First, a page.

18 of 20 thought this review was well written
Cult of Luna has been and always will be one of those bands that stuck with the foundation in sound they created nearly 14 years ago. Hailing from Umea, Sweden, Cult of Luna made their reputation in the metal world as one of the best and well-known acts that play the same style of sludge/post-rock hybrid as Isis and Pelican. What sets apart the band from their contemporaries were their distinct atmosphere and the inherent darkness, which is the foundation of their sound. The band’s style evolved during later years as they experimented by expanding their soundscape and instrumentation and adding more members to make their live performances truly epic.
The self-titled debut, Cult of Luna, was released in 2001 by Rage of Achilles before being re-released by Earache Records after the success of The Beyond. It demonstrated the sound that the band would alter later on: heavy atmospheric sludge metal to a doom-ish extent mixed with post-rock and hardcore.
Halfway through the opener, “The Revelation Embodied”, it's clear that Cult of Luna have little changes and layers in almost every measure to avoid sounding repetitive and tiresome. The guitar riffs remain massive and crushing throughout as they create levels of intensity and tranquillity; the debut consists of some of the band’s most colossal riffs yet (i.e. “The Sacrifice”, “Sleep”, and “The Revelation Embodied”). The bass is audible most of the time and the impressive drumming and the extra percussion are well placed in the music, not in any way ostentatious or quiet. Klas Rydberg is as feral and vicious as he is on the other albums with his hardcore growls and barks, never sounding emotionless or weak. The atmosphere has always been a key factor of their music; in every song, it is either dark and oppressive or somber and serious, but each one is reflective and thoughtful. The soundscape is expanded upon with the help of the electronics, bringing more layers to the oppressive nature of the album. The lyrics are mostly dark and negative, adding to the compelling atmosphere, dealing with themes such as the four horsemen of the apocalypse (“The Revelation Embodied”: A time when the curse is alive. The horsemen have arrived. Under the hoofs has the human race tread down into muddy pools of dirt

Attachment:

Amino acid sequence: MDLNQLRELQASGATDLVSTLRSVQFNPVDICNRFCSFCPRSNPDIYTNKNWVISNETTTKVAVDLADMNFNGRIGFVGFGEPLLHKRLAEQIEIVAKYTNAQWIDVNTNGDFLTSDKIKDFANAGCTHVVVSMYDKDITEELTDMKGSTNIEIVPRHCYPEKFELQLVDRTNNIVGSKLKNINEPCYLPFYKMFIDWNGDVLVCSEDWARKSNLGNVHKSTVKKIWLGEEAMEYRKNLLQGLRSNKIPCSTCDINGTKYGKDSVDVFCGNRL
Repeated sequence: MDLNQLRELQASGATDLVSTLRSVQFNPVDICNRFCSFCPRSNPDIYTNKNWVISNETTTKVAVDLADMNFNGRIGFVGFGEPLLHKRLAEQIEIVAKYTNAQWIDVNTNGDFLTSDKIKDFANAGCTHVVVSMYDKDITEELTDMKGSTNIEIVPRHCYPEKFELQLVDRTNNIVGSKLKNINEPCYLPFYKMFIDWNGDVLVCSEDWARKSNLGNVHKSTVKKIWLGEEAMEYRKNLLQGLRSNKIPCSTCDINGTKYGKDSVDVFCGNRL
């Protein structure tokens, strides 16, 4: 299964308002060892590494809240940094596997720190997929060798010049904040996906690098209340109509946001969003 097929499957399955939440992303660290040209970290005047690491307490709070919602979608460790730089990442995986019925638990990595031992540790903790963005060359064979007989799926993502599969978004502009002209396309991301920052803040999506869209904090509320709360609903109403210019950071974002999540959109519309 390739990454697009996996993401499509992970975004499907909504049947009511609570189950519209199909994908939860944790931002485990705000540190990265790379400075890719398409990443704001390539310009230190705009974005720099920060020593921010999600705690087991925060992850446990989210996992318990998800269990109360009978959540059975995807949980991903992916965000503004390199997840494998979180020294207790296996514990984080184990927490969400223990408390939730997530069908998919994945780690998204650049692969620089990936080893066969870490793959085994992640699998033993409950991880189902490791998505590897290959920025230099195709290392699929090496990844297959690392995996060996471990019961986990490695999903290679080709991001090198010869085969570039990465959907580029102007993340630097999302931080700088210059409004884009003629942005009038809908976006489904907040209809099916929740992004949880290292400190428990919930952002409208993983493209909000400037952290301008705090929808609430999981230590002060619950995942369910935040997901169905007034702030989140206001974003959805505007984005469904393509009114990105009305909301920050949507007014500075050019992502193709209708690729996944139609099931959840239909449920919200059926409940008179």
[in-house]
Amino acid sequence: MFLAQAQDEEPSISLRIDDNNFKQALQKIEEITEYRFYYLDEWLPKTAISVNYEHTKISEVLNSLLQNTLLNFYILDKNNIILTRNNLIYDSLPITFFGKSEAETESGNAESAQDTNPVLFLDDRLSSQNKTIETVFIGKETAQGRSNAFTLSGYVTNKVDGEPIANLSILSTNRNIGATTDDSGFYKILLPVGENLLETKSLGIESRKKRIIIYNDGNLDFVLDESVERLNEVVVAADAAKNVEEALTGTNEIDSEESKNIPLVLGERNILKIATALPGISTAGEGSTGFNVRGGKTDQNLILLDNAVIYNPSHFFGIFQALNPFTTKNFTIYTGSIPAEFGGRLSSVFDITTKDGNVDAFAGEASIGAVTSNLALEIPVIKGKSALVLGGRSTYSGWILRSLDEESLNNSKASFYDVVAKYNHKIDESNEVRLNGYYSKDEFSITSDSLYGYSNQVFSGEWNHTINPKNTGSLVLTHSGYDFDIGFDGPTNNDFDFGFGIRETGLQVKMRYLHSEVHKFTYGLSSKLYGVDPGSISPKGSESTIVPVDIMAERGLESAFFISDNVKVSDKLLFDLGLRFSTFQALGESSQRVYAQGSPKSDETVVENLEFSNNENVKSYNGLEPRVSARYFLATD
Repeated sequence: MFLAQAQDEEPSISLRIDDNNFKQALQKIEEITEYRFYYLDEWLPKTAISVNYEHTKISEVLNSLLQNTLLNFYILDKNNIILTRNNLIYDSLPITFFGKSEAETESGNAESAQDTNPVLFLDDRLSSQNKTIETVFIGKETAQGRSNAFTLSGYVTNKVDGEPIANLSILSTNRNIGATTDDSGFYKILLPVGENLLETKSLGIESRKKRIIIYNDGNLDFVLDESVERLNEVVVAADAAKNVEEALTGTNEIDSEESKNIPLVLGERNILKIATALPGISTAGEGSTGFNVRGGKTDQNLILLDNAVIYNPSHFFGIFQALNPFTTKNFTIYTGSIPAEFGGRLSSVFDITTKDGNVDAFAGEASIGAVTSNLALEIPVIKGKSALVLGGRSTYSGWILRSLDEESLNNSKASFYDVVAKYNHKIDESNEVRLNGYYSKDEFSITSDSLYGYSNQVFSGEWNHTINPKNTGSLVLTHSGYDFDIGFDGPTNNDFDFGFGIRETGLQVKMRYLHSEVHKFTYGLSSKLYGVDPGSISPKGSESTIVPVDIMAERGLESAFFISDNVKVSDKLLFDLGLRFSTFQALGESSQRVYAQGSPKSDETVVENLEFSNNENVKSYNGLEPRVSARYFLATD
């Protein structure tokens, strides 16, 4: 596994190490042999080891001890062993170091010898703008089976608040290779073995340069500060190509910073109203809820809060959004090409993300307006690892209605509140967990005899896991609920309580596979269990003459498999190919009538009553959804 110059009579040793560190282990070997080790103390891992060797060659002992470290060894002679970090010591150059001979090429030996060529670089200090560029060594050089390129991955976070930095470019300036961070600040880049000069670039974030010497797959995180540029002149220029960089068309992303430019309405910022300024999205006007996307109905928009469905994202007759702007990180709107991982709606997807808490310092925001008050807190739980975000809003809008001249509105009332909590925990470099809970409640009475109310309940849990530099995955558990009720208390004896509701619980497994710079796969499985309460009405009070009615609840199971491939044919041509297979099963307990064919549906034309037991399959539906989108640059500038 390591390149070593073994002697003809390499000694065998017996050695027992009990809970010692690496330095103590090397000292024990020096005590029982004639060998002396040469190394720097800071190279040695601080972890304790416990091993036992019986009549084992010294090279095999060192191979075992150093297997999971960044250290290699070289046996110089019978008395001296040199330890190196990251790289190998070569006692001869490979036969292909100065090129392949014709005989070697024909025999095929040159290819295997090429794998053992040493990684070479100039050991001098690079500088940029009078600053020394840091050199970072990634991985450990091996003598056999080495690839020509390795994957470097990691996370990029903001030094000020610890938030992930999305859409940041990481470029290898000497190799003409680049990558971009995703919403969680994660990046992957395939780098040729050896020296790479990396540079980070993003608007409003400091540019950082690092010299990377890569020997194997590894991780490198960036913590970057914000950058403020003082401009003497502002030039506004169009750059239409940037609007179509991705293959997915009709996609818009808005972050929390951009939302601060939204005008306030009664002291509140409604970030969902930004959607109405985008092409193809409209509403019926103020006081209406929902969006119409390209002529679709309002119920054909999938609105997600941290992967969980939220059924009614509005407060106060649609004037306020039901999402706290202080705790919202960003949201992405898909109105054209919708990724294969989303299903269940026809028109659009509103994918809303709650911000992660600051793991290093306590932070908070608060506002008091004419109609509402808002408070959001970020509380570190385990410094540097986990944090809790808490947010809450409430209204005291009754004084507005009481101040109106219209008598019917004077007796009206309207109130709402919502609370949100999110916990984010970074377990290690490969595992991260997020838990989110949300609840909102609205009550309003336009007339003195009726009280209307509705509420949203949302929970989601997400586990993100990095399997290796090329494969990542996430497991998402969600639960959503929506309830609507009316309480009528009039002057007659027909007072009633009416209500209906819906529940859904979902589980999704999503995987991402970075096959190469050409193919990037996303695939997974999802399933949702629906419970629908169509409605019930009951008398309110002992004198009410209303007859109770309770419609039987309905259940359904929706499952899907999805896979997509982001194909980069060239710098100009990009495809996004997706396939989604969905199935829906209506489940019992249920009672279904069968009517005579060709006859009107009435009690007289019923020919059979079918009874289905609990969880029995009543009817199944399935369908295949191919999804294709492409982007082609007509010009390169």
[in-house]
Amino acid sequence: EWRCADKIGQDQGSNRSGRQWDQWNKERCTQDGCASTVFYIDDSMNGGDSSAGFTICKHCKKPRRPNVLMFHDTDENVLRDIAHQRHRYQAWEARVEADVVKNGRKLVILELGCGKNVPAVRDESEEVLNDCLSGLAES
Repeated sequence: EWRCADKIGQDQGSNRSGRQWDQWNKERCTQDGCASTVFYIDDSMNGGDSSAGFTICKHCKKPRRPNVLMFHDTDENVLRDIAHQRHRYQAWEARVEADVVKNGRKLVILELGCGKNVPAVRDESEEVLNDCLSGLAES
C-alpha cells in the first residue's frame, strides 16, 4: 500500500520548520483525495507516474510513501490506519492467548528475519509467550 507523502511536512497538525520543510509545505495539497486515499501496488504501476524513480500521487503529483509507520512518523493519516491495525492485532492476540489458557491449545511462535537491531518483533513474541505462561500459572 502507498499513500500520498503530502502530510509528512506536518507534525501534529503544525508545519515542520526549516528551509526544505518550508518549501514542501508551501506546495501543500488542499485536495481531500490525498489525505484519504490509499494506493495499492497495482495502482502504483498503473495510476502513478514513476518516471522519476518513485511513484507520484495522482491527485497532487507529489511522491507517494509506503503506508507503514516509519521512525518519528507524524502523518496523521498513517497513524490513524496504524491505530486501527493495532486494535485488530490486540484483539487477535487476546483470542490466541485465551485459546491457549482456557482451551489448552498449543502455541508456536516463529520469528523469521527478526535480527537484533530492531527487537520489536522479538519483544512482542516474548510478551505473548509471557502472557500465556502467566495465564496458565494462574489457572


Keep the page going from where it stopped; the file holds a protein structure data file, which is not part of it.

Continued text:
) and of Faust of German legend (“Beyond Fate”). The experimentation should be noted as they add cello parts in “Sleep”, samples within passages like Neurosis did, and the acoustic guitar at the end of “The Sacrifice”. Cult of Luna seemed to have masterfully composed a solid debut with exploding crescendos, overwhelmingly dark atmospheres, and impressive songwriting and musicianship.
Naturally, the rule for every album exists: no album is flawless. The self-titled is wounded by its length, stretching in nearly an exact hour. The length is long because of unneeded sections (the middle of “Sleep”) or extended measures in the songs (for example, the ending in “The Sacrifice”). Few may think it would have been better to add the ending of “101” to the beginning of “The Sacrifice”. Compared to their other albums, this is possibly their weakest effort. The debut’s sound would later be explored in the following album, The Beyond, where all aspects of this are improved.
That is to say that this isn’t to be avoided and cast aside as an unnecessary listen in the band’s discography. No, this is recommended to be given a listen. The self-titled is definitely the darkest effort Cult of Luna has made yet. Cult of Luna never forgot their roots as they never changed their sound; they only altered and improved upon it. Even after their musical evolution, they were amazing in their beginning.